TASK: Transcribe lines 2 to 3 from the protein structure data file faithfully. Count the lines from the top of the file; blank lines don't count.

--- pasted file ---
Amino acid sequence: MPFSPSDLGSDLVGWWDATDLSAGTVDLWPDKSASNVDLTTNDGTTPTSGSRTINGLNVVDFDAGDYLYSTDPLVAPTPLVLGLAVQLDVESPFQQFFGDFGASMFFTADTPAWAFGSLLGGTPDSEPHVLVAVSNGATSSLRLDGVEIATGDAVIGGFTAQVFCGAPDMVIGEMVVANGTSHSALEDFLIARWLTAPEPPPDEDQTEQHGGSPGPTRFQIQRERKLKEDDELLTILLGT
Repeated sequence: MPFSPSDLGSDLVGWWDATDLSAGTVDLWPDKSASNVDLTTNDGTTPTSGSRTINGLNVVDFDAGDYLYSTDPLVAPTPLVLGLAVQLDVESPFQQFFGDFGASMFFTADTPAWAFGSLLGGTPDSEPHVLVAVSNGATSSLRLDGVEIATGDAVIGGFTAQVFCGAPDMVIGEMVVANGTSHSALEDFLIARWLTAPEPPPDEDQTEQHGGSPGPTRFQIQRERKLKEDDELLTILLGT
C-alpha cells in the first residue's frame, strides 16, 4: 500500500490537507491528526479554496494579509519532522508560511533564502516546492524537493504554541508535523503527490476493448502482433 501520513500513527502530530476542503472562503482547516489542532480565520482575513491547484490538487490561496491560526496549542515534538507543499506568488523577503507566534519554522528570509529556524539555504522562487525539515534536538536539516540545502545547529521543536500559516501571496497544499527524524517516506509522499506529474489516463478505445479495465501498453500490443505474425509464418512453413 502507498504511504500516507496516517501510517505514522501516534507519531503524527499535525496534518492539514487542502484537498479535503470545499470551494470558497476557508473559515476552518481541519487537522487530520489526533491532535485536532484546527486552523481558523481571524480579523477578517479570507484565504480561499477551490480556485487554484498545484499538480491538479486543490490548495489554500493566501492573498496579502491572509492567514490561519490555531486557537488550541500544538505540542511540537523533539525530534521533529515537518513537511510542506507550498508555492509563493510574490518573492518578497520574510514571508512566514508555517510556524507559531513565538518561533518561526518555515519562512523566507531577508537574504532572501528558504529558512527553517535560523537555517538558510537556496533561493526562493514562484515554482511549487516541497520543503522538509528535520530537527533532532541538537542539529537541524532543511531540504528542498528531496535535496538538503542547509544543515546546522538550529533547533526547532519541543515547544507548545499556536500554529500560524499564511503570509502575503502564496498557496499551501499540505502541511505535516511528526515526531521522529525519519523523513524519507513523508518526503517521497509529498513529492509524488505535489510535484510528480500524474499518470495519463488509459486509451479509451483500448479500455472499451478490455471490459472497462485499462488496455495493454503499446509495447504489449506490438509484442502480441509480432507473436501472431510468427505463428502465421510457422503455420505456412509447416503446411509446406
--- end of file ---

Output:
Repeated sequence: MPFSPSDLGSDLVGWWDATDLSAGTVDLWPDKSASNVDLTTNDGTTPTSGSRTINGLNVVDFDAGDYLYSTDPLVAPTPLVLGLAVQLDVESPFQQFFGDFGASMFFTADTPAWAFGSLLGGTPDSEPHVLVAVSNGATSSLRLDGVEIATGDAVIGGFTAQVFCGAPDMVIGEMVVANGTSHSALEDFLIARWLTAPEPPPDEDQTEQHGGSPGPTRFQIQRERKLKEDDELLTILLGT
C-alpha cells in the first residue's frame, strides 16, 4: 500500500490537507491528526479554496494579509519532522508560511533564502516546492524537493504554541508535523503527490476493448502482433 501520513500513527502530530476542503472562503482547516489542532480565520482575513491547484490538487490561496491560526496549542515534538507543499506568488523577503507566534519554522528570509529556524539555504522562487525539515534536538536539516540545502545547529521543536500559516501571496497544499527524524517516506509522499506529474489516463478505445479495465501498453500490443505474425509464418512453413 502507498504511504500516507496516517501510517505514522501516534507519531503524527499535525496534518492539514487542502484537498479535503470545499470551494470558497476557508473559515476552518481541519487537522487530520489526533491532535485536532484546527486552523481558523481571524480579523477578517479570507484565504480561499477551490480556485487554484498545484499538480491538479486543490490548495489554500493566501492573498496579502491572509492567514490561519490555531486557537488550541500544538505540542511540537523533539525530534521533529515537518513537511510542506507550498508555492509563493510574490518573492518578497520574510514571508512566514508555517510556524507559531513565538518561533518561526518555515519562512523566507531577508537574504532572501528558504529558512527553517535560523537555517538558510537556496533561493526562493514562484515554482511549487516541497520543503522538509528535520530537527533532532541538537542539529537541524532543511531540504528542498528531496535535496538538503542547509544543515546546522538550529533547533526547532519541543515547544507548545499556536500554529500560524499564511503570509502575503502564496498557496499551501499540505502541511505535516511528526515526531521522529525519519523523513524519507513523508518526503517521497509529498513529492509524488505535489510535484510528480500524474499518470495519463488509459486509451479509451483500448479500455472499451478490455471490459472497462485499462488496455495493454503499446509495447504489449506490438509484442502480441509480432507473436501472431510468427505463428502465421510457422503455420505456412509447416503446411509446406